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Police Detain Antigovernment Demonstrators In Kazakhstan
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Amnesty International has called on Kazakhstan to respect the right to peaceful assembly after hundreds of protesters were arrested across the Central Asian country on one single day last month.

The authorities "once again demonstrated their disregard for the right to peaceful assembly" by detaining the protesters who had gathered in several cities on February 27, the London-based human rights watchdog said on March 5.

A statement said that the peaceful demonstrations and detentions took place near the headquarters of the ruling Nur Otan party in Almaty, Astana, and other cities, as the party was holding a congress.

Protesters accused the government of the energy-rich country of ignoring the needs and demands of ordinary people and families.

Freedom of peaceful assembly is heavily restricted in Kazakhstan, which authoritarian President Nursultan Nazarbaev has ruled since before it gained independence in the 1991 collapse of the Soviet Union.

Amnesty International said that those detained on February 27 were questioned in police stations and then released, usually several hours later.

The group quoted human rights defender Dmitry Tikhonov as saying that he was detained along with others, including schoolchildren and pensioners, in Almaty by police officers wearing masks and without any identification badges.

Most of those detained together with Tikhonov reported being questioned about their support for the banned Democratic choice of Kazakhstan (DVK) movement, according to Amnesty International.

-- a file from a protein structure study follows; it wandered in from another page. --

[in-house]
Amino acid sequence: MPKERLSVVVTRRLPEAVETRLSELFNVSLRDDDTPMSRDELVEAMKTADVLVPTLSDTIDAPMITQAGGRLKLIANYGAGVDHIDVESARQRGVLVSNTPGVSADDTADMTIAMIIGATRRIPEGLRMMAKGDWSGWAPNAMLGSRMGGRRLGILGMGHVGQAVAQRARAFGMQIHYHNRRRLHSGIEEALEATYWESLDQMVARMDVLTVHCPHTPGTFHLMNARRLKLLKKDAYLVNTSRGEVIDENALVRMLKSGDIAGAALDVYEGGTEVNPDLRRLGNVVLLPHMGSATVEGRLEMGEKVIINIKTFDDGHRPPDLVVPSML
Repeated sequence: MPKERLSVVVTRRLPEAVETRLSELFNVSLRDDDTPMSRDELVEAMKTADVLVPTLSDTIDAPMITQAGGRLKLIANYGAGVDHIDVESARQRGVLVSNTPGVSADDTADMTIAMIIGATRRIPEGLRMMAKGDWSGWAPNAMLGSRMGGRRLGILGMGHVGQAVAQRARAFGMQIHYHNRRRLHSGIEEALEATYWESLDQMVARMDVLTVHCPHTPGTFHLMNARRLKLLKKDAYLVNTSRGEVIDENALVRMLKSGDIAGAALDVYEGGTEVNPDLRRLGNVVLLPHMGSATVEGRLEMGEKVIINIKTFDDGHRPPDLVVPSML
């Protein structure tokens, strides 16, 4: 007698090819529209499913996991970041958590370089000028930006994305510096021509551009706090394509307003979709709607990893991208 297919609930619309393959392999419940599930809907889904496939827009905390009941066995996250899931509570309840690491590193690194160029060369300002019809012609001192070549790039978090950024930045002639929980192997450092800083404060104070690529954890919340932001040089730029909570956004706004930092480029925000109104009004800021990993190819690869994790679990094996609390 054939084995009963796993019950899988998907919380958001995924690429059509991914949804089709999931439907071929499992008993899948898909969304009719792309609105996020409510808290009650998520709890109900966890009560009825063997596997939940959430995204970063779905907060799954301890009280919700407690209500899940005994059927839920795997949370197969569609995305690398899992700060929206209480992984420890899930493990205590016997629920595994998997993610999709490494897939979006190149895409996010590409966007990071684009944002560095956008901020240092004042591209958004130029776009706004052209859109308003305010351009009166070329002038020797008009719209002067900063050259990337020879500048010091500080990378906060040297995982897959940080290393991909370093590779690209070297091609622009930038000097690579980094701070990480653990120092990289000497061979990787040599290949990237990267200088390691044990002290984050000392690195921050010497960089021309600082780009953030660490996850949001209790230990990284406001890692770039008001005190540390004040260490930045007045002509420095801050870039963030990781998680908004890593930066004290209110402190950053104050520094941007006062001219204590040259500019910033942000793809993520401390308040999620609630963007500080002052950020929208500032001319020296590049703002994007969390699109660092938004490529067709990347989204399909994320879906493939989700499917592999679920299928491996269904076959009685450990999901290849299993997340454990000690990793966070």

The watchdog called on the Kazakh authorities to respect and protect the right to peaceful protest by "making necessary changes to legislation and respecting the right in practice."

All those who were arbitrarily detained last month for attempting to exercise this right should be offered reparation, while the police officers and other officials "responsible for or complicit in these violations should be held responsible in due proceedings," it added.

All the activists who were arrested had belonged to the Persian Wildlife Heritage Foundation. Clockwise from top left: Sam Rajabi, Houman Jokar, Niloufar Bayani, Morad Tahbaz, Kavous Seyed Emami, Taher Ghadirian, Amirhossein Khaleghi, and Sepideh Kashani (not pictured Adbolreza Kouhpayeh). Emami died in custody in February 2018.

Amnesty International has called on Iran to release eight environmentalists following what the human rights watchdog called a "grossly unfair trial" on "trumped-up" spying charges.

The London-based group issued the call in a March 5 statement, ahead of a verdict in the case expected in the coming days.

"There is evidence that they were subjected to torture and other ill-treatment including through prolonged solitary confinement in order to extract forced 'confessions'," a statement said.

The eight scientists -- all members of a local environmental group, the Persian Wildlife Heritage Foundation -- were arrested in early 2018 and went on trial in a Revolutionary Court in Tehran in January this year.

Four of the defendants were charged last year with "sowing corruption on Earth," a charge that can carry the death sentence in Iran.

Three other activists are accused of espionage and the last one has been charged with "cooperating with hostile states" against Iran and "gathering and colluding to commit crimes against national security." If convicted, they could face up to 11 years in prison.

"Protecting endangered wildlife is not a crime," said Philip Luther, Middle East and North Africa Research and Advocacy Director at Amnesty International.

"These conservationists are scientists who were carrying out legitimate research," Luther added. "It is absurd that they have been prosecuted without any evidence and are being treated as criminals."

In October, Human Rights Watch has called the accusations against the eight environmentalists "ridiculous."

The environmental activists on trial are Taher Ghadirian, Niloufar Bayani, Amirhossein Khaleghi, Houman Jokar, Sam Rajabi, Sepideh Kashani, Morad Tahbaz, and Abdolreza Kouhpayeh.

The 63-year-old managing director of the Persian Wildlife Heritage Foundation, Kavous Seyed Emami, was also detained but he died in prison under disputed circumstances.

The judiciary said the Iranian-Canadian sociology professor had committed suicide. The claim has been questioned by his family and acquaintances.

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